Here is a poem I wrote in December 2008. Conveniently, both the English and Sablung versions are given along with a few notes.
I might do a recording, until then watch the others for a feeling of Sablung’s sound
the shirt you slept in
While both versions are structured in 4 verses, the Sablung is of a noticeably more condensed character. Drawing a sentence into one composite word is a prominent feature of Sablung, and even more so of its poetry. For this the language has several means, including the possibility to substitute pronouns with postfixes. Similarly, the 8 cases of Sablung (which are normally indicated by conjugation) can be replaced by prefixes.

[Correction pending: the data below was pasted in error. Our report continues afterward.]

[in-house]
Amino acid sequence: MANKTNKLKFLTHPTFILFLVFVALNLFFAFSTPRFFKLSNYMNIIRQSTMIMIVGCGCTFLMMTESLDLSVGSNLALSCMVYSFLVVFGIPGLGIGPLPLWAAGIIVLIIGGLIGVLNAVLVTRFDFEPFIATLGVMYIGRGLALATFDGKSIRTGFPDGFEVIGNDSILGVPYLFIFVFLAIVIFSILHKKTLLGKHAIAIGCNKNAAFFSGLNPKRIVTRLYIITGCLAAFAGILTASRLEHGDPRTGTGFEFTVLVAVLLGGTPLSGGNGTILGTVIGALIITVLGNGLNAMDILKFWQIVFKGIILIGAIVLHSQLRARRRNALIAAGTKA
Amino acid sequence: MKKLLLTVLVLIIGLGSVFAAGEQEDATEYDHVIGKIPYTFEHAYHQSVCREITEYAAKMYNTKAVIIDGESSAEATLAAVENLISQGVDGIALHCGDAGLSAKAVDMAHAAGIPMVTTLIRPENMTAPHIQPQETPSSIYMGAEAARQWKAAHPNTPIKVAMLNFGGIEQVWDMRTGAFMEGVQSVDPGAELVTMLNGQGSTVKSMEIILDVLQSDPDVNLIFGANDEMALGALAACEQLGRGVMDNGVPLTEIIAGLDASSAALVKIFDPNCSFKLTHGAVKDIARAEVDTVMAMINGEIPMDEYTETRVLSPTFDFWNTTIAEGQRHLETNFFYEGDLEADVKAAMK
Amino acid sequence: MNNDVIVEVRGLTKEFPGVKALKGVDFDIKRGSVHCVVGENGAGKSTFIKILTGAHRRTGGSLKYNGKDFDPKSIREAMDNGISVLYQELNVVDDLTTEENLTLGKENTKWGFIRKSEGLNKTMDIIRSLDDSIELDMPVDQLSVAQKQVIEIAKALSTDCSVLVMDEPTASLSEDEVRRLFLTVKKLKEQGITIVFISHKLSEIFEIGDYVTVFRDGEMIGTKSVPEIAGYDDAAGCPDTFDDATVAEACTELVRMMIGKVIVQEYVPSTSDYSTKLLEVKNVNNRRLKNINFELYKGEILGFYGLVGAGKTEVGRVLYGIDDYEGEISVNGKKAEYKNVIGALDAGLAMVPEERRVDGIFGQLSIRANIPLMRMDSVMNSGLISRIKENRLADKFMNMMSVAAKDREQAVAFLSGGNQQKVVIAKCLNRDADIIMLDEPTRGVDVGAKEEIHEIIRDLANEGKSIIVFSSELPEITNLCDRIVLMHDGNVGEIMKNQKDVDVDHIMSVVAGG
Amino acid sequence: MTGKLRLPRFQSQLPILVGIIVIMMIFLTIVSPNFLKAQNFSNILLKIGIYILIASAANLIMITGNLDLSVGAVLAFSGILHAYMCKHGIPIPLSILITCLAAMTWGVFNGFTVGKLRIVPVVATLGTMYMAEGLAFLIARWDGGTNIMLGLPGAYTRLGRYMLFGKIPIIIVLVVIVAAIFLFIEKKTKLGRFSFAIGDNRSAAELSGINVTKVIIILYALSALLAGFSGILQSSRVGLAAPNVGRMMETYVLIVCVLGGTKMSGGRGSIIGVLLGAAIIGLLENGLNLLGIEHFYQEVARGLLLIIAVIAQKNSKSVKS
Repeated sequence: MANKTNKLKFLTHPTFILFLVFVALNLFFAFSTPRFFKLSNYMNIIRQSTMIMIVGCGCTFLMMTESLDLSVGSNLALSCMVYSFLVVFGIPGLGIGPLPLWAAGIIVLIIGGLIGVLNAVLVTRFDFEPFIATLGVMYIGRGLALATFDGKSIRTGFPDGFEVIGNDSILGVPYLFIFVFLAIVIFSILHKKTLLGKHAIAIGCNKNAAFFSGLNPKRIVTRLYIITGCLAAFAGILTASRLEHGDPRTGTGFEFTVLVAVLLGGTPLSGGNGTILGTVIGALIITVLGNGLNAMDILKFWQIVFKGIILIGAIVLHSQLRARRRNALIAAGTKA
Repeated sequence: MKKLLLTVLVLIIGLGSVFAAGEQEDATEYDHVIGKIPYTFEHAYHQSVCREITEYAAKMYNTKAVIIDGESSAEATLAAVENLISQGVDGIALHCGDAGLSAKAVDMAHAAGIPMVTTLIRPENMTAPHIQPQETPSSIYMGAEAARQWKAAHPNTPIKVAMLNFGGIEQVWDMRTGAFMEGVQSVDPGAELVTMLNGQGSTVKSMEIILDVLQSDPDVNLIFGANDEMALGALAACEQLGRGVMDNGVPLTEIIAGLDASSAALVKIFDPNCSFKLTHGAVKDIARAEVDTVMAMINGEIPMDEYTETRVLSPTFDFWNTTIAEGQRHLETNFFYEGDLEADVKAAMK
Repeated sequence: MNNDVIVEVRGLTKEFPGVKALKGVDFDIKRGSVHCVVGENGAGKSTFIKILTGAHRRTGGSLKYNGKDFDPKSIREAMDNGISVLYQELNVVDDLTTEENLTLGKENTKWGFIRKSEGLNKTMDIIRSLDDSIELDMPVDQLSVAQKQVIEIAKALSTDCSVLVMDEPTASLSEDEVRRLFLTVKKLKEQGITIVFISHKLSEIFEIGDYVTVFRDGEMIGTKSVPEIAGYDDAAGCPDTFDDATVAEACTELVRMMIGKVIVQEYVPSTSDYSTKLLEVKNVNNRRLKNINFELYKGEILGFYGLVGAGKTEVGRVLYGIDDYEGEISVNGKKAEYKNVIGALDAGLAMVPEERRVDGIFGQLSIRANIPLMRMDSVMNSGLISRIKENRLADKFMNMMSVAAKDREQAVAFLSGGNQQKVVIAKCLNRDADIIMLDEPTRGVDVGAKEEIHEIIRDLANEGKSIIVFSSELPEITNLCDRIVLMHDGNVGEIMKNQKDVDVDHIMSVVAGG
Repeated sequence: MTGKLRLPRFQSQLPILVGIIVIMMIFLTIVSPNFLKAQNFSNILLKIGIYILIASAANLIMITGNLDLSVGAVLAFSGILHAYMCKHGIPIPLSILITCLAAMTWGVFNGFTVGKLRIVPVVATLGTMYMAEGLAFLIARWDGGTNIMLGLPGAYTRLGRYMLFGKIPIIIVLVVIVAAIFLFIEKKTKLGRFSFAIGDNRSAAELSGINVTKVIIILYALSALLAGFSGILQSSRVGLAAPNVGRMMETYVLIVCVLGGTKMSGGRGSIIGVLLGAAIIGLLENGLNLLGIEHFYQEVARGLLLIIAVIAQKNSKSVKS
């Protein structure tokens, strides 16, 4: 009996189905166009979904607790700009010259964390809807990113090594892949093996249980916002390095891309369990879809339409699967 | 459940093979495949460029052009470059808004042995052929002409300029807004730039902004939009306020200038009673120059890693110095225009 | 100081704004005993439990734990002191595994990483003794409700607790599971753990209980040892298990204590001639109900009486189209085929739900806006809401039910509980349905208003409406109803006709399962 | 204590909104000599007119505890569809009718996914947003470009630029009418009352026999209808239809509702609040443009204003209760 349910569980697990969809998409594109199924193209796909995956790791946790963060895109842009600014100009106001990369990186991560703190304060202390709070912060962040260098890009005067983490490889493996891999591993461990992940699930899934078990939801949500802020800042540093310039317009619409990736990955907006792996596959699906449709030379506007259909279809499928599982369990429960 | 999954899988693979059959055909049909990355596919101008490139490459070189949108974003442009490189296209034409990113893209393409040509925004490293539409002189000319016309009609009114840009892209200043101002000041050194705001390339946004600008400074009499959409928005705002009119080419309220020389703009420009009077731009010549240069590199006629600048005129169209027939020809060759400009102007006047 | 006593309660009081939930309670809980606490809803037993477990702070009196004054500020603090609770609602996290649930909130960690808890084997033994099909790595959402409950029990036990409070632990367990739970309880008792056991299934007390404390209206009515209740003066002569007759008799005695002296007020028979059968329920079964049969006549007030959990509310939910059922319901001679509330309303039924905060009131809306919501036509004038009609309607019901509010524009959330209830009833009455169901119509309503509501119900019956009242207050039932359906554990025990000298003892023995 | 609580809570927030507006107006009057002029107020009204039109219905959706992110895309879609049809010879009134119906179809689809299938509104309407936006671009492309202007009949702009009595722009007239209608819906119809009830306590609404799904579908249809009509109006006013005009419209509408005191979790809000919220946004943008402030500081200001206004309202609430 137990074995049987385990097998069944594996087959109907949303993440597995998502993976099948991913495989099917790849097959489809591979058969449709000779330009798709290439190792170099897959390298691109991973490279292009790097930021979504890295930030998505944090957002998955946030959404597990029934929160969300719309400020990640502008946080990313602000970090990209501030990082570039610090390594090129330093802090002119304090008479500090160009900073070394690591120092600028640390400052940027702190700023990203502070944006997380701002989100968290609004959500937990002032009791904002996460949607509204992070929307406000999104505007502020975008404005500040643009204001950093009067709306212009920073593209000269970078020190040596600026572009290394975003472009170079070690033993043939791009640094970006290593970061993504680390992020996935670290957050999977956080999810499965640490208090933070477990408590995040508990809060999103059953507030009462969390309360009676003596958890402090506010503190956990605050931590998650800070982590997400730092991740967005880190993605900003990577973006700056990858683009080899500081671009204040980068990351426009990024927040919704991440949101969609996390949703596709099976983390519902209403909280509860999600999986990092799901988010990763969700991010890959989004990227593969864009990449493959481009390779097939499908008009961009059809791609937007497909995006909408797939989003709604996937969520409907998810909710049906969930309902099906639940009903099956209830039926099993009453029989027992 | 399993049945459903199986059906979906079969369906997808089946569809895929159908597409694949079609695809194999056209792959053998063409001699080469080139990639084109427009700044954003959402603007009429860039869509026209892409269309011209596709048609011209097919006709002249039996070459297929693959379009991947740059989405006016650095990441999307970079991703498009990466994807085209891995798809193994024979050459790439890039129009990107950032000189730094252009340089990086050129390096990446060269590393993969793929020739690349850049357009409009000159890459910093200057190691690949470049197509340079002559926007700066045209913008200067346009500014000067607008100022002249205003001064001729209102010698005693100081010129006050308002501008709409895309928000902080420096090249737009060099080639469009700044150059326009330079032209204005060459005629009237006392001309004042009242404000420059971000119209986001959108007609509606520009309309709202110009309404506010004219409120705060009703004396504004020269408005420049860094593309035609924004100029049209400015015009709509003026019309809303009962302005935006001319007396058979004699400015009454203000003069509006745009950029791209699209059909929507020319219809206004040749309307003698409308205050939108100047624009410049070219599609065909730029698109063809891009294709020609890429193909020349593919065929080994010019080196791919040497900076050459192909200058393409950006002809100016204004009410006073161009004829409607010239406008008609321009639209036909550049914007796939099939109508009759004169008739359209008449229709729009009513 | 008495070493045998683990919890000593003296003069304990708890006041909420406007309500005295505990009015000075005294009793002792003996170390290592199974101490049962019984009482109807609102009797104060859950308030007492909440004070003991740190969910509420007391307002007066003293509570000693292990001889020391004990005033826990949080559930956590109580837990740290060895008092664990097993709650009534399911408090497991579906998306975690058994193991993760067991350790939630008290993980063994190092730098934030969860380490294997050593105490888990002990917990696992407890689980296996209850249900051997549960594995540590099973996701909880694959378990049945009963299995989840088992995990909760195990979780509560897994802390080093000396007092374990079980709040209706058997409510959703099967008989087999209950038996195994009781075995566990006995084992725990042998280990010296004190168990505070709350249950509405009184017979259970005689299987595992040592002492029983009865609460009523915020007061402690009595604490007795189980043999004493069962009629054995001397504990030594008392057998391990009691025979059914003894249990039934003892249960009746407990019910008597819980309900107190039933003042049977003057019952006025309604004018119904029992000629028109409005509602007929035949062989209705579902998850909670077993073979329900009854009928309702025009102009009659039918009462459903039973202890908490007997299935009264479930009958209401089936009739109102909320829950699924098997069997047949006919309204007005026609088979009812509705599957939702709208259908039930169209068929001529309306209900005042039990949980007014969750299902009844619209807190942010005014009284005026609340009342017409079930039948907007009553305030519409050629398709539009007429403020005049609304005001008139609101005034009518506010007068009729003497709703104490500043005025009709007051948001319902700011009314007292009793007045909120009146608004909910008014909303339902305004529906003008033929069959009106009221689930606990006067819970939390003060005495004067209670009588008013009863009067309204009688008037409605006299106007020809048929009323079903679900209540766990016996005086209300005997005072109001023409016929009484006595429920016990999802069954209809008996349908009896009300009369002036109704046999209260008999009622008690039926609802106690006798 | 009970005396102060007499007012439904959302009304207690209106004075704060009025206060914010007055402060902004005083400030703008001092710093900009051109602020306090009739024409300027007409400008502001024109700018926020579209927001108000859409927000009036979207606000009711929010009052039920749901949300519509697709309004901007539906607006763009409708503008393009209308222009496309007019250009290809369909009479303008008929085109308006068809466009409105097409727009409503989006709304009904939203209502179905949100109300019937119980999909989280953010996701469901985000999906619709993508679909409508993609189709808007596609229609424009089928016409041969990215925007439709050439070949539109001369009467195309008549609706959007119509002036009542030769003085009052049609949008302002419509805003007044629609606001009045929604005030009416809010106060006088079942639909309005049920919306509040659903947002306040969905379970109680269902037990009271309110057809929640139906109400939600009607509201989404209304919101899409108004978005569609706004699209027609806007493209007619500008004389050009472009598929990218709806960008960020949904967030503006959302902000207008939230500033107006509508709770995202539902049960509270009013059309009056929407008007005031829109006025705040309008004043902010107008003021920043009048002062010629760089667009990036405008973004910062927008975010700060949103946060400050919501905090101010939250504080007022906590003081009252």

While these features are also widely used in all forms of Sablung writing, poetry furthermore has its own set of linguistic devices. One of those is the contraction of verbs into a single syllable, a root syllable if you will (though Sablung does not have a system of root syllables as founding and developed as languages like Sanskrit, for example). The monosyllabic form lacks person and number, though tense and aspect are (/can) still be indicated. Mostly, this feature applies to widely used verbs.
A scientific translation of the Sablung version would read:
sleep-shirt-your / fromyou-embraces forme / /
towel-your here / byyou-like(/as if)from-caresses / /
dust touch-byyou slow(ly) / lands. remnant, breath. / /
thing-the(plural) (you)left / the(plural) things (i)have. / /
…but that wouldn’t be very nice to read, would it?